Most people view an accomplishment as either a degree or a great hike up a great mountain, but few realise that an accomplishment means something different to different people.
Learning to think about your accomplishments differently will help you gain confidence and influence your future more productively.
In the process of an interview, a question like, “What is your greatest accomplishment?” can set anyone stuttering and stumbling over their words. Interviewers class this type of question as a ‘behavioural interview question’ and most times is asked to get a better insight into someone’s psyche. It’s a hot-button question. Do they like talking about themselves? Are they confident in what they have achieved so far? What do they view success as?
The first and very important thing to remember whenever you are asked that question or something similar, is that your confidence in yourself must shine through, no matter the answer.
Your levels of accomplishment are very different to someone else’s. The only common denominator would be how you view and express those accomplishments.
If you sit there, shyly look away and mumble out what you have achieved, even if it was qualifying as a Certificate CA, the person listening will most likely feel like you haven’t achieved much.
Delivery is everything.
The type of delivery you give can also be seen through the words you write and not only those that you speak.
From your online profile to the 30 second elevator speech you give at the next network meeting, your delivery needs to speak volumes.
Here are a few tips on how you can start thinking about your accomplishments differently and start making people aware:
Make the List
No matter how small or big you consider the achievement to be, write it down. It could be that you managed to conceive a child to passing your drivers. It could be clocking the 100th referral receipt at your network to hitting the R1 million mark in your investment. They are all accomplishments. They are tasks or projects you set for yourself where you managed to reach a certain accolade. Write them all down – they all count.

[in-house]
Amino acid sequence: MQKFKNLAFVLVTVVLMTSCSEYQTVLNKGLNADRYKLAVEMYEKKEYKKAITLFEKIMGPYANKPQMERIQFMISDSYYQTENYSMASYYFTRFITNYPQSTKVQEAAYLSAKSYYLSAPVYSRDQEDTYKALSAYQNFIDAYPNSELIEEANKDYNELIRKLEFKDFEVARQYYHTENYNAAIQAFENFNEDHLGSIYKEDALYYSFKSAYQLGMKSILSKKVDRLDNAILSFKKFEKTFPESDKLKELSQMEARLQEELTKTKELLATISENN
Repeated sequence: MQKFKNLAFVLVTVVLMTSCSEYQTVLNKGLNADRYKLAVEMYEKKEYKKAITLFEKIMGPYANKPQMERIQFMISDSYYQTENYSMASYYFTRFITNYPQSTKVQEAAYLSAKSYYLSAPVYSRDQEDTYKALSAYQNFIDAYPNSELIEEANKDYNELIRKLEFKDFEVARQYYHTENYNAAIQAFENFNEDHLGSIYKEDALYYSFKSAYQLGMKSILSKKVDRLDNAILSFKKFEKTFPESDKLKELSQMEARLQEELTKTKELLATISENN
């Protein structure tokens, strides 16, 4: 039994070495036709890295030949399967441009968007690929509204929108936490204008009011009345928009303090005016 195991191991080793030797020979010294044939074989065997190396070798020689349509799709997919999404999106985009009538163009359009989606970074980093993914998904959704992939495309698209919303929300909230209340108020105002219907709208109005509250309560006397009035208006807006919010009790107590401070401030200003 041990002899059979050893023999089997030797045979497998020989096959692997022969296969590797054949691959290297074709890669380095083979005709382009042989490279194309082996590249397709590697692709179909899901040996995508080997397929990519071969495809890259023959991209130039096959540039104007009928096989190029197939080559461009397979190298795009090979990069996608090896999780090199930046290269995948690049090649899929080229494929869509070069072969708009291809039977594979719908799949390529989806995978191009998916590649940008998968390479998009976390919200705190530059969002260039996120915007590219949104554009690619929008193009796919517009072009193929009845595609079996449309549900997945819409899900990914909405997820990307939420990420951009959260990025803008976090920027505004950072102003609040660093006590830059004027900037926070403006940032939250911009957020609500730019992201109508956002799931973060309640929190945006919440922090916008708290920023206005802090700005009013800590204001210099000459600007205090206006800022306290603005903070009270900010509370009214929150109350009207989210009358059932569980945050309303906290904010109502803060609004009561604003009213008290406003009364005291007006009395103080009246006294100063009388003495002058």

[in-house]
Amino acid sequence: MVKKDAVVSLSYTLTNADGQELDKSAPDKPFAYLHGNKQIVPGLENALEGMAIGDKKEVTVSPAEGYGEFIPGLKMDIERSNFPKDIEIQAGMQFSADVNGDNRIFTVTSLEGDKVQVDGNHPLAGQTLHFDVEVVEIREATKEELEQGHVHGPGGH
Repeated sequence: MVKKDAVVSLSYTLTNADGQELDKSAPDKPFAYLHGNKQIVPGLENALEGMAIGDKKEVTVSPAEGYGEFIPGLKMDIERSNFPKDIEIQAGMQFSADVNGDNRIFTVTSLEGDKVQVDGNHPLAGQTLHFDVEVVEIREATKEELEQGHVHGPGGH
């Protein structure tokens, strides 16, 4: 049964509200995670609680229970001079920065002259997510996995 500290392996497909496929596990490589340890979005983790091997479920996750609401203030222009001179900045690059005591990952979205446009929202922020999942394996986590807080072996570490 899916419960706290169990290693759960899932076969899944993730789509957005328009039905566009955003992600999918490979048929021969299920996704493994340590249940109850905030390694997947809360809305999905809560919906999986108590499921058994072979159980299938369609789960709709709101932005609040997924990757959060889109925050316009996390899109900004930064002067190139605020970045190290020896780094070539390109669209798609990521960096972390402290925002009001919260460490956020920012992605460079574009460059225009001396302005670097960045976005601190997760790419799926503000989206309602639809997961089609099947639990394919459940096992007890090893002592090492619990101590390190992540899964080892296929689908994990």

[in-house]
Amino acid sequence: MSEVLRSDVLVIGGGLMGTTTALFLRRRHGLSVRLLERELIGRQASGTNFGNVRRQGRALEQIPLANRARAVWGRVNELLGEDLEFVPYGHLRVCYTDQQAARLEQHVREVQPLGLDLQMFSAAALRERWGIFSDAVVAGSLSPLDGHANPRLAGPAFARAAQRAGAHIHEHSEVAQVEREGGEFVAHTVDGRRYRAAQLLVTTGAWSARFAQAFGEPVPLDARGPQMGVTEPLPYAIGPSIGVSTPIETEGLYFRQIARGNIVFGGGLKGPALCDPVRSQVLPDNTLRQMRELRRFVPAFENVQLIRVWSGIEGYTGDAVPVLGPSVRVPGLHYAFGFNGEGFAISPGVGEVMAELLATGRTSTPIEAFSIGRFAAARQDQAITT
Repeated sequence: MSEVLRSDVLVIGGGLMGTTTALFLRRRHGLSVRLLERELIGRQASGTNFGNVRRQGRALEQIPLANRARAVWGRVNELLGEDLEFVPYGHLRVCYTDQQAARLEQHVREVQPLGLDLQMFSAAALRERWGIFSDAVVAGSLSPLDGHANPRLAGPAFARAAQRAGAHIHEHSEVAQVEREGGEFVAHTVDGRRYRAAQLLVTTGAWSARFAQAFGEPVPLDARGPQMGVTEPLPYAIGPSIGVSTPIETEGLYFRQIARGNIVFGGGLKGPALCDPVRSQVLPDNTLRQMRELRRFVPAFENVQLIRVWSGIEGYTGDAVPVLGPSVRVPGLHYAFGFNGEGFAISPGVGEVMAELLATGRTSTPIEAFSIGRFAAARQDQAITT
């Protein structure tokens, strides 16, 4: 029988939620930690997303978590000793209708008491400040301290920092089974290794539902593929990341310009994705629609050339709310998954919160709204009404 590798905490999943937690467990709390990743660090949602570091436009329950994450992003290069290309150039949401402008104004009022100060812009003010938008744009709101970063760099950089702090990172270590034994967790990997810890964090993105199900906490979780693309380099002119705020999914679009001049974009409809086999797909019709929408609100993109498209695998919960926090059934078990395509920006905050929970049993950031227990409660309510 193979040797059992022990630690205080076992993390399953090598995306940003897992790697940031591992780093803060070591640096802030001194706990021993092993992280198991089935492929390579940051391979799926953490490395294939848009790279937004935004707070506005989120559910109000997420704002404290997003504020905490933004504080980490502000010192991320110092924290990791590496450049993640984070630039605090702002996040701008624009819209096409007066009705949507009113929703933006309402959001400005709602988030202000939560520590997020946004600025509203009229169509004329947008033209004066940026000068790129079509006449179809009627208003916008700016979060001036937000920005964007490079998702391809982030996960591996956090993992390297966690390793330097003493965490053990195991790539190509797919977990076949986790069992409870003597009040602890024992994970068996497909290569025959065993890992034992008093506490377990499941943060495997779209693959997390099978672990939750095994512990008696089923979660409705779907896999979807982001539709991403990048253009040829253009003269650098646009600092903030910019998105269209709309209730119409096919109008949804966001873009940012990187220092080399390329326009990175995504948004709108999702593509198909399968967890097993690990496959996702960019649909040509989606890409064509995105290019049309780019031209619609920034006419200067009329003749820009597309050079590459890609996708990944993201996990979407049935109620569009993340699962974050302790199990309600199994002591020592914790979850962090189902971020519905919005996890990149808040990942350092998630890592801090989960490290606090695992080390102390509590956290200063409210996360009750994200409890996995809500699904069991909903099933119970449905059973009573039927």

Read them out loud
As a general rule, most of us humans are not great with bragging about our achievements. We don’t particularly like it when someone else goes on about what they have done and what they have mastered. But, starting with reading your accomplishments out loud to yourself is a good way to feel more confident. It is also in how you say it. Always keep your tone conversational, but not too much matter-of-fact either. A quiet informative, yet engaging tone is great. Remember, most times someone has asked you the question around your accomplishments and so you must answer – they are expecting you to answer.
Feel proud – be proud
When you feel proud about what you have achieved it will shine through in your face and words. And, there is no harm in that. It may even sound good if you start off with, “I feel very proud in myself for …”. Or “It has been a great feeling knowing that I managed to …”. People will respond better to that kind of intro to your accomplishments. You are stating a fact, but also showing some humility.
If you still really struggle with just stating the facts about what you have achieved, put it forward in the form of a testimonial. Stating what someone else said about you is a softer approach and then takes the heat away from you. You will need to of course, ask your clients, colleagues and anyone who was involved to write up a testimonial. You don’t need to read it out – that would be a bit nerdish – unless you are presenting. Just keep it in your head for that right moment. You could start out by saying, “Well, if my closest client could be here, he would tell you that I …” or “My college professor always used to say this about me …”
Again, accomplishments mean something different to different people and you need to be proud of your accomplishments, no matter what they are.